China has major problems dealing with a rapid rise in chronic diseases and supporting an aging population. This is due in part to their fast economic growth, which has increased life expectancy, and the adoption of lifestyles associated with cardiovascular disease, diabetes, obesity and associated problems.
Initially, the course was designed for senior health officials to look at health service delivery in the UK at a strategic level. Over time, it has cascaded from a senior strategic overview to an introduction to daily practise within the NHS system.
The latest delegation included 16 doctors and three nurses who each attended two patient appointments with a GP as well as looking at archive files and IT systems.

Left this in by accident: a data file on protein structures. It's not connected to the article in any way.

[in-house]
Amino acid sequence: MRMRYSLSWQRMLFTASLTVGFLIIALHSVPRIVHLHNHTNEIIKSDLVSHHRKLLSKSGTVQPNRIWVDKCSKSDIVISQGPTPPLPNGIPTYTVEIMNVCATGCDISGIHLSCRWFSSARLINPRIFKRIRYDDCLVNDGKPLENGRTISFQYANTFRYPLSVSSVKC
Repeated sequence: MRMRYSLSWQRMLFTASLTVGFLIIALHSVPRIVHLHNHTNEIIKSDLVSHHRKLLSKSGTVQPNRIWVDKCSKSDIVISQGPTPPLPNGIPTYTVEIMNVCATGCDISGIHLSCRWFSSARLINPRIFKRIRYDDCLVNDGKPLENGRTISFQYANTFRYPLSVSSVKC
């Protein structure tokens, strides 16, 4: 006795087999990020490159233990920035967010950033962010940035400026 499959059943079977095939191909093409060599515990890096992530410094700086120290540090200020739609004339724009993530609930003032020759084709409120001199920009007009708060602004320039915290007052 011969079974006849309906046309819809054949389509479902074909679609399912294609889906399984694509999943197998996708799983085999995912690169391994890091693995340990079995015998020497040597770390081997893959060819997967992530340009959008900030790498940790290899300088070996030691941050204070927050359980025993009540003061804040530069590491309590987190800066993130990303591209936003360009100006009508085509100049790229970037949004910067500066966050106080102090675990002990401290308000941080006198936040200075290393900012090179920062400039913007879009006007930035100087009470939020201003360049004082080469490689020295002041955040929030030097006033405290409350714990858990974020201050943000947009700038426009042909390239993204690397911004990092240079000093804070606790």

Delegates visited Welbeing (Wealden and Eastbourne Lifeline), and were given a demonstration of how the telecare services help people to remain living independently in their own homes. This national, cost effective service uses technology which may help to improve the health service provision in China.
Carol Williams, course leader at the School of Nursing and Midwifery, said: "As a direct result of participation in the course, previous delegations have been able to influence change within the Minhang district which is home to around 2.5 million people, by implementing a GP service. The Minhang model is viewed as a beacon of innovative service delivery and is now being expanded to neighbouring districts of Shanghai. Discussions are also under way to offer a similar programme in Beijing."